Bird Spirits

by Richard L. Dieterle


Preeminent among all Bird Spirits are the Thunderbirds, who cause thunder, lightning, and rain. Nevertheless, the chief of the Thunders, Great Black Hawk, is not actually the chief of birds. This honor belongs to Rušewe, created by Earthmaker himself in order to overawe the Twins when they exceeded the proper bounds of their power. Unlike Thunderbirds, who may assume the form of most any kind of bird, but most particularly raptors, Rušewe is a mere turkey.1 Yet it is the feathers of this bird that give the arrow its flight,2 and the arrow is without doubt the most deadly of all flying things.

The arrow is also the fastest of "birds" — even the Twins could not run away from Rušewe.3 In a race among the spirits, the black hawk, hummingbird, and eagle were the fastest,4 but in a race among Thunderbird, Hawk, Eagle, and Pigeon, the latter was the surprise winner.5 However, Redhorn turned himself into his own arrow, and pulled ahead of even the black hawk, showing once again that the arrow is the swiftest of flying things.6

The combination of speed, flight, and beauty make the moon a natural associate of birds. When the spirits were trying to decide how many moons should define a year, the partridge and the wild turkey both advanced the number of spots on their tail feathers, but this was rejected as being too many.7 An auk holding the heads of two of his enemies form the markings on the moon. His escape to the moon was aided and abetted by his grandmother, the curlew.8

Avian Spirits often engage in fighting. Cranes and Owls, despite their different appearances, were once brothers, but some of the owls attempted to take the food of Crane, which precipitated a schism that has lasted even to this day.9 In primordial times the cranes used to war against the Nightspirits, but the Thunderbirds intervened and dealt the cranes a decisive defeat through the first use of the Thunderbird Warclub.10 The chief of the white cranes and his brother the Forked Man (a forked tailed hawk) war continually against the small creatures of the earth.11 The Thunderbirds are eternal enemies of the Waterspirits, whom they not only kill, but eat.12 In one case, a Waterspirit devoured a Thunderbird except for a single feather, from which it was possible to regenerate him.13 The peculiar ability to regenerate from a single feather is also told of mysterious red Bird Spirit who was shot in the village in which he appeared.14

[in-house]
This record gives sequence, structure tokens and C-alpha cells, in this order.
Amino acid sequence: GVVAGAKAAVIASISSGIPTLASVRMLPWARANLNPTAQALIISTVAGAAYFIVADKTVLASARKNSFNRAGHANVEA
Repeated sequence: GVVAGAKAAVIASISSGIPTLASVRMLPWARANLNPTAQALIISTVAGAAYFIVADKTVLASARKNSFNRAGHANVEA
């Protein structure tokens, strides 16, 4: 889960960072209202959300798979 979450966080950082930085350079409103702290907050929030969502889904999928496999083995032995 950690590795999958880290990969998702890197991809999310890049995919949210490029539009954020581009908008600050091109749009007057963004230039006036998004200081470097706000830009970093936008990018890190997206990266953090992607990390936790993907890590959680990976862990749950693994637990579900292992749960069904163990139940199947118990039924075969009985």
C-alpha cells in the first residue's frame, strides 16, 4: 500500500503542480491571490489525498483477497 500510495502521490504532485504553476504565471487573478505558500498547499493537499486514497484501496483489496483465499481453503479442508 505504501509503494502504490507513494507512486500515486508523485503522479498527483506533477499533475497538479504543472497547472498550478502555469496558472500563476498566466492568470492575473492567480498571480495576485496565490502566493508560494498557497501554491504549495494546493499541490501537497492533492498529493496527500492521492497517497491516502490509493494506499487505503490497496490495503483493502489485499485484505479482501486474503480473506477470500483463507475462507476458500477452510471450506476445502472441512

Bad spirits often appear in avian form, and even Bird Spirits who are on the whole allied with the good spirits often have their bad side. The belligerent propensities of Thunderbirds and their voracious culinary habits sometimes put them in opposition to humans. Even the Good Thunderbirds will occasionally eat a human being,15 but the Bad Thunderbirds are particularly attracted to the practice. One human whom they had captured was even fattened up to be sure that he measured up to their standards of taste.16 The Bad Thunderbirds, however, are not the only bad Spirit Birds. Owls have a particular reputation in that respect. Several evil spirits when defeated were condemned to lead the rest of their lives as owls,17 and parents often tell misbehaving children, "The owls will get you!"18 An evil Bird Spirit called, Zogega, guarded the shore of an island from which the bad spirits made cannibalistic forays against the humans. On its long, sharp bill, it would skewer anything that attempted to approach the island from underground.19 Birds, because of their great beauty, also have a propensity to become conceited. The meadow lark was so conceited about having won a contest to find a certain yellow earth, that it splattered mud on its breast, a blemish it bore ever after.20 The blue jay once had a voice to match its plumage, but because of its conceit, Earthmaker gave it a rasping voice.21 Bird Spirits often attempt to deceive people fasting for blessings from the spirits. Wagišeka was deceived by a blue jay that assumed the form of a great man with a cane who radiated a blue nimbus. Others say that he was deceived by a pigeon and three other Bird Spirits who also impersonated Earthmaker.22 Flocks of "evil little birds" attempt to discourage those on the journey to Spiritland.23 Other birds choose to serve evil spirits. A partridge appeared at the will of an evil spirit who used it to test his human opponents.24 Another very strange Spirit Bird, called "Ocean Sucker," served certain Bear Spirits who were waging war on some of the good spirits. Even though Ocean Sucker was the son-in-law of Turtle, he sucked up all the water in the lake in which Turtle was attempting to hide.25 Owl, himself a bad spirit, aided the Spirit of Gamboling in a staring contest against the good spirits.26